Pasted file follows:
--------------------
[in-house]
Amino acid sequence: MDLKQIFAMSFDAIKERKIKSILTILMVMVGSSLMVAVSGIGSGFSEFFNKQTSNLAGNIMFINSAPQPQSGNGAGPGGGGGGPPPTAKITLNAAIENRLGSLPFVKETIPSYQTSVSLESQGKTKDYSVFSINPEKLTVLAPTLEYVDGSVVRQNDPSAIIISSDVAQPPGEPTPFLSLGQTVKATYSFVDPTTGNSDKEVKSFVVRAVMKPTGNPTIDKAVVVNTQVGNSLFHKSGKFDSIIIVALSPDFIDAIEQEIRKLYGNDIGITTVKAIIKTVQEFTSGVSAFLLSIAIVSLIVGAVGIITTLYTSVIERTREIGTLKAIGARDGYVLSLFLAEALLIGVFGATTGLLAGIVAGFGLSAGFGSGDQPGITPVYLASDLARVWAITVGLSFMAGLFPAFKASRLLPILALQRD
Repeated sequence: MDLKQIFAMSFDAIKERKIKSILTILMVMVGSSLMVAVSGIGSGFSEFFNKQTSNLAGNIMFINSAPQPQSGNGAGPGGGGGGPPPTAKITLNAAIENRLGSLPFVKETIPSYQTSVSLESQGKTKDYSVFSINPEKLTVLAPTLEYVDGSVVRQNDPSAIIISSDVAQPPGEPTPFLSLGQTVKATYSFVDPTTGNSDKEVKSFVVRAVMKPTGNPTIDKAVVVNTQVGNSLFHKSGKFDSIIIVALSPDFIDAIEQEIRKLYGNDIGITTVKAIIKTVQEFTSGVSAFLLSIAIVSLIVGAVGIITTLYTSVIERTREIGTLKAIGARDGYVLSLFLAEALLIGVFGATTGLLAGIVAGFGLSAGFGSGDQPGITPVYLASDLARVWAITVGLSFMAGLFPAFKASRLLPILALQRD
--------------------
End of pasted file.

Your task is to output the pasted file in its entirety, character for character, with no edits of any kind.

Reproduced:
[in-house]
Amino acid sequence: MDLKQIFAMSFDAIKERKIKSILTILMVMVGSSLMVAVSGIGSGFSEFFNKQTSNLAGNIMFINSAPQPQSGNGAGPGGGGGGPPPTAKITLNAAIENRLGSLPFVKETIPSYQTSVSLESQGKTKDYSVFSINPEKLTVLAPTLEYVDGSVVRQNDPSAIIISSDVAQPPGEPTPFLSLGQTVKATYSFVDPTTGNSDKEVKSFVVRAVMKPTGNPTIDKAVVVNTQVGNSLFHKSGKFDSIIIVALSPDFIDAIEQEIRKLYGNDIGITTVKAIIKTVQEFTSGVSAFLLSIAIVSLIVGAVGIITTLYTSVIERTREIGTLKAIGARDGYVLSLFLAEALLIGVFGATTGLLAGIVAGFGLSAGFGSGDQPGITPVYLASDLARVWAITVGLSFMAGLFPAFKASRLLPILALQRD
Repeated sequence: MDLKQIFAMSFDAIKERKIKSILTILMVMVGSSLMVAVSGIGSGFSEFFNKQTSNLAGNIMFINSAPQPQSGNGAGPGGGGGGPPPTAKITLNAAIENRLGSLPFVKETIPSYQTSVSLESQGKTKDYSVFSINPEKLTVLAPTLEYVDGSVVRQNDPSAIIISSDVAQPPGEPTPFLSLGQTVKATYSFVDPTTGNSDKEVKSFVVRAVMKPTGNPTIDKAVVVNTQVGNSLFHKSGKFDSIIIVALSPDFIDAIEQEIRKLYGNDIGITTVKAIIKTVQEFTSGVSAFLLSIAIVSLIVGAVGIITTLYTSVIERTREIGTLKAIGARDGYVLSLFLAEALLIGVFGATTGLLAGIVAGFGLSAGFGSGDQPGITPVYLASDLARVWAITVGLSFMAGLFPAFKASRLLPILALQRD